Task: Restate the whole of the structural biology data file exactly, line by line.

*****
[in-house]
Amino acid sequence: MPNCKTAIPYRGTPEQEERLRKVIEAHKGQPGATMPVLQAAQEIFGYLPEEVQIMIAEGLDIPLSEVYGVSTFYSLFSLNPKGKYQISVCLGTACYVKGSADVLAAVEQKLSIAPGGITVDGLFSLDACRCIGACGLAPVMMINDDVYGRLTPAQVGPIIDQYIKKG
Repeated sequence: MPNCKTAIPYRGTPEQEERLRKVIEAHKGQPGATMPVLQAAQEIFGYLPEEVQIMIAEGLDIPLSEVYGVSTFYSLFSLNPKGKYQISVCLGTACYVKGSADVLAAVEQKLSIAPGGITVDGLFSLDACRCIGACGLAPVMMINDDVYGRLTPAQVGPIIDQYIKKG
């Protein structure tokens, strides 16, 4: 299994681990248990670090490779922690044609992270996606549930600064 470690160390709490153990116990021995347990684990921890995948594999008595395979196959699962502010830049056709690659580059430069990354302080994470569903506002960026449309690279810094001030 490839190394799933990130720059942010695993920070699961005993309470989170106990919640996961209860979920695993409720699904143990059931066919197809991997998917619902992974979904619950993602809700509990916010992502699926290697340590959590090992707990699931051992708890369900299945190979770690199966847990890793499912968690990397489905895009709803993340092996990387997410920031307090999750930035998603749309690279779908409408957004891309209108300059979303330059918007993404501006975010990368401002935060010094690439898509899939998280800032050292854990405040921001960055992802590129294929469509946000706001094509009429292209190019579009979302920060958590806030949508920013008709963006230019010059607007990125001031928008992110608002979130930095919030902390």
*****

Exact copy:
[in-house]
Amino acid sequence: MPNCKTAIPYRGTPEQEERLRKVIEAHKGQPGATMPVLQAAQEIFGYLPEEVQIMIAEGLDIPLSEVYGVSTFYSLFSLNPKGKYQISVCLGTACYVKGSADVLAAVEQKLSIAPGGITVDGLFSLDACRCIGACGLAPVMMINDDVYGRLTPAQVGPIIDQYIKKG
Repeated sequence: MPNCKTAIPYRGTPEQEERLRKVIEAHKGQPGATMPVLQAAQEIFGYLPEEVQIMIAEGLDIPLSEVYGVSTFYSLFSLNPKGKYQISVCLGTACYVKGSADVLAAVEQKLSIAPGGITVDGLFSLDACRCIGACGLAPVMMINDDVYGRLTPAQVGPIIDQYIKKG
């Protein structure tokens, strides 16, 4: 299994681990248990670090490779922690044609992270996606549930600064 470690160390709490153990116990021995347990684990921890995948594999008595395979196959699962502010830049056709690659580059430069990354302080994470569903506002960026449309690279810094001030 490839190394799933990130720059942010695993920070699961005993309470989170106990919640996961209860979920695993409720699904143990059931066919197809991997998917619902992974979904619950993602809700509990916010992502699926290697340590959590090992707990699931051992708890369900299945190979770690199966847990890793499912968690990397489905895009709803993340092996990387997410920031307090999750930035998603749309690279779908409408957004891309209108300059979303330059918007993404501006975010990368401002935060010094690439898509899939998280800032050292854990405040921001960055992802590129294929469509946000706001094509009429292209190019579009979302920060958590806030949508920013008709963006230019010059607007990125001031928008992110608002979130930095919030902390």